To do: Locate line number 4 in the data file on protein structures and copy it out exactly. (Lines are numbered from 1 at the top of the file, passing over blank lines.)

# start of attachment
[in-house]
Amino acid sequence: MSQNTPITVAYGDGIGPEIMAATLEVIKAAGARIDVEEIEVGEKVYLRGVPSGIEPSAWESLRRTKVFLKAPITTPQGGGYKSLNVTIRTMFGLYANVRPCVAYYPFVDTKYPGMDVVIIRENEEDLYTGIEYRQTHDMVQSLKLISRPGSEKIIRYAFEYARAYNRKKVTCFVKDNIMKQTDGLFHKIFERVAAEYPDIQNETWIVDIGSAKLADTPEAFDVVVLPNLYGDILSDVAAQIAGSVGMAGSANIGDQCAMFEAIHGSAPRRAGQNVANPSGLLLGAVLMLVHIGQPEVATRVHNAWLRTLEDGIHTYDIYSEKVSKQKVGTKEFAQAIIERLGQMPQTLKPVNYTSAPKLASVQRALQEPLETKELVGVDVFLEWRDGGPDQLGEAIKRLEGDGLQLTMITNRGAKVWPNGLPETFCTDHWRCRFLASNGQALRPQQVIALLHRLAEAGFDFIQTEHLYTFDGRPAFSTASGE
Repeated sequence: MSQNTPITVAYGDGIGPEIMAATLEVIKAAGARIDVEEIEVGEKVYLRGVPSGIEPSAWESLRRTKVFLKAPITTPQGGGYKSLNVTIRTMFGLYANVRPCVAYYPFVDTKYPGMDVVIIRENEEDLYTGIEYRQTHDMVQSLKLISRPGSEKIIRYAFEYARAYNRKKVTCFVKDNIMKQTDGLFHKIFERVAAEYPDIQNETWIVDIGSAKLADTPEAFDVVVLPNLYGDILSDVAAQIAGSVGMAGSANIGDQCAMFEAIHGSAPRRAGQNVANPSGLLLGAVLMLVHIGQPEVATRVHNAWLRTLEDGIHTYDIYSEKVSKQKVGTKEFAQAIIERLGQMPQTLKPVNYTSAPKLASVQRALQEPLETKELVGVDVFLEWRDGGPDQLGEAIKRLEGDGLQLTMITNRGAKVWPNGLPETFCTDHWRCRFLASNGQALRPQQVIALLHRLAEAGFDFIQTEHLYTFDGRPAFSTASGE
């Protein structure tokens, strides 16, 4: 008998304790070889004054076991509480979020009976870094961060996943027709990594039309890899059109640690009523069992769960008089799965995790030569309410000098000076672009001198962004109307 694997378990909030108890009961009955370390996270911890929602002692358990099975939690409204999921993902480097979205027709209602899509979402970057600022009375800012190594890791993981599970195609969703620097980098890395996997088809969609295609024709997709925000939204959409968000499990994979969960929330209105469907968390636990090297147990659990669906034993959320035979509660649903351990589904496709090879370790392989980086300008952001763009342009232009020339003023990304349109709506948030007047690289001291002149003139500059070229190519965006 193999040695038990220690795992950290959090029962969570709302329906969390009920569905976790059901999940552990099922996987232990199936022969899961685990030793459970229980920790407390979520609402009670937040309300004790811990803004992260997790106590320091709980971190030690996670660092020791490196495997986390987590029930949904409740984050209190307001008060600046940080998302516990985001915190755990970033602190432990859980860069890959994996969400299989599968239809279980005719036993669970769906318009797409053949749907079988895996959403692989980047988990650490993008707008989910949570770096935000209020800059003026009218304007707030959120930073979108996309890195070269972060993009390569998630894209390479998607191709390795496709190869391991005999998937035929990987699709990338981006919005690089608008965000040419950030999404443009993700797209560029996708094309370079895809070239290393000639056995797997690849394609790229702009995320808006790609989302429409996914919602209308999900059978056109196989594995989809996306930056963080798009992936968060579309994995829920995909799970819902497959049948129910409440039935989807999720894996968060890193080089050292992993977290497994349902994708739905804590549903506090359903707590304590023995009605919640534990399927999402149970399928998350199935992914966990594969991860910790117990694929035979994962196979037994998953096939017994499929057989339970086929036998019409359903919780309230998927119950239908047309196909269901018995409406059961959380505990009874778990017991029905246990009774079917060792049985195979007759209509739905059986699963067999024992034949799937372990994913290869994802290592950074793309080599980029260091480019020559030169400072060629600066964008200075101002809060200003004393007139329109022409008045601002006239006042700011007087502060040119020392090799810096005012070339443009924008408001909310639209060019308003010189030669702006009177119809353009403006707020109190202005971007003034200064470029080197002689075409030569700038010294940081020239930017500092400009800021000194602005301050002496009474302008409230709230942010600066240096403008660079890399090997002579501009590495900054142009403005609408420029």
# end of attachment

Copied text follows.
């Protein structure tokens, strides 16, 4: 008998304790070889004054076991509480979020009976870094961060996943027709990594039309890899059109640690009523069992769960008089799965995790030569309410000098000076672009001198962004109307 694997378990909030108890009961009955370390996270911890929602002692358990099975939690409204999921993902480097979205027709209602899509979402970057600022009375800012190594890791993981599970195609969703620097980098890395996997088809969609295609024709997709925000939204959409968000499990994979969960929330209105469907968390636990090297147990659990669906034993959320035979509660649903351990589904496709090879370790392989980086300008952001763009342009232009020339003023990304349109709506948030007047690289001291002149003139500059070229190519965006 193999040695038990220690795992950290959090029962969570709302329906969390009920569905976790059901999940552990099922996987232990199936022969899961685990030793459970229980920790407390979520609402009670937040309300004790811990803004992260997790106590320091709980971190030690996670660092020791490196495997986390987590029930949904409740984050209190307001008060600046940080998302516990985001915190755990970033602190432990859980860069890959994996969400299989599968239809279980005719036993669970769906318009797409053949749907079988895996959403692989980047988990650490993008707008989910949570770096935000209020800059003026009218304007707030959120930073979108996309890195070269972060993009390569998630894209390479998607191709390795496709190869391991005999998937035929990987699709990338981006919005690089608008965000040419950030999404443009993700797209560029996708094309370079895809070239290393000639056995797997690849394609790229702009995320808006790609989302429409996914919602209308999900059978056109196989594995989809996306930056963080798009992936968060579309994995829920995909799970819902497959049948129910409440039935989807999720894996968060890193080089050292992993977290497994349902994708739905804590549903506090359903707590304590023995009605919640534990399927999402149970399928998350199935992914966990594969991860910790117990694929035979994962196979037994998953096939017994499929057989339970086929036998019409359903919780309230998927119950239908047309196909269901018995409406059961959380505990009874778990017991029905246990009774079917060792049985195979007759209509739905059986699963067999024992034949799937372990994913290869994802290592950074793309080599980029260091480019020559030169400072060629600066964008200075101002809060200003004393007139329109022409008045601002006239006042700011007087502060040119020392090799810096005012070339443009924008408001909310639209060019308003010189030669702006009177119809353009403006707020109190202005971007003034200064470029080197002689075409030569700038010294940081020239930017500092400009800021000194602005301050002496009474302008409230709230942010600066240096403008660079890399090997002579501009590495900054142009403005609408420029």